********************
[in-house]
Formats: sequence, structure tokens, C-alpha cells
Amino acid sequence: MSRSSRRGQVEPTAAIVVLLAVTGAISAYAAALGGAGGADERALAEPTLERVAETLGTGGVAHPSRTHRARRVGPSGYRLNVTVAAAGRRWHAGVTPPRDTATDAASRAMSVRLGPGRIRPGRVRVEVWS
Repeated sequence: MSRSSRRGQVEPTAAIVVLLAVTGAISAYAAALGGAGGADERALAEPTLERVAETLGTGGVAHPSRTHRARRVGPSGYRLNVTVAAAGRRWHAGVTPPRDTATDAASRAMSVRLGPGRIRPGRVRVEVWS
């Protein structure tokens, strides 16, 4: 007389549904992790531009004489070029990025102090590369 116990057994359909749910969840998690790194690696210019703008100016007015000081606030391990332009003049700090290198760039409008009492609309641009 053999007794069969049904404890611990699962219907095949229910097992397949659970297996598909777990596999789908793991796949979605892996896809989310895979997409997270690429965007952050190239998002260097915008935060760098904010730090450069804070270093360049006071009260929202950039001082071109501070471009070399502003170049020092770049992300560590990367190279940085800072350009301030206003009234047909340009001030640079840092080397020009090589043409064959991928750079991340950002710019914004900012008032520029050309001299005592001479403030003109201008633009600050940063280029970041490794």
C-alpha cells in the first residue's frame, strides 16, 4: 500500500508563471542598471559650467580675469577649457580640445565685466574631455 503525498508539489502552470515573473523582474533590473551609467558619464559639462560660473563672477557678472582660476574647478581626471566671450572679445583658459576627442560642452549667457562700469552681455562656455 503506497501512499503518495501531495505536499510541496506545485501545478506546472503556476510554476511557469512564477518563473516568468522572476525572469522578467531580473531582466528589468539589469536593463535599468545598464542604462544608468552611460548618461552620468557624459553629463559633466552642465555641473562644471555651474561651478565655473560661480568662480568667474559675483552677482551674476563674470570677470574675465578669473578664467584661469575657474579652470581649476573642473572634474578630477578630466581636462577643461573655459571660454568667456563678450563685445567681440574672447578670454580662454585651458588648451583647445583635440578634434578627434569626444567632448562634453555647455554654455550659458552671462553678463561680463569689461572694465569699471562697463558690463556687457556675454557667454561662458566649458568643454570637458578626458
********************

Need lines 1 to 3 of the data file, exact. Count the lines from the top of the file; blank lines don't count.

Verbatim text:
[in-house]
Formats: sequence, structure tokens, C-alpha cells
Amino acid sequence: MSRSSRRGQVEPTAAIVVLLAVTGAISAYAAALGGAGGADERALAEPTLERVAETLGTGGVAHPSRTHRARRVGPSGYRLNVTVAAAGRRWHAGVTPPRDTATDAASRAMSVRLGPGRIRPGRVRVEVWS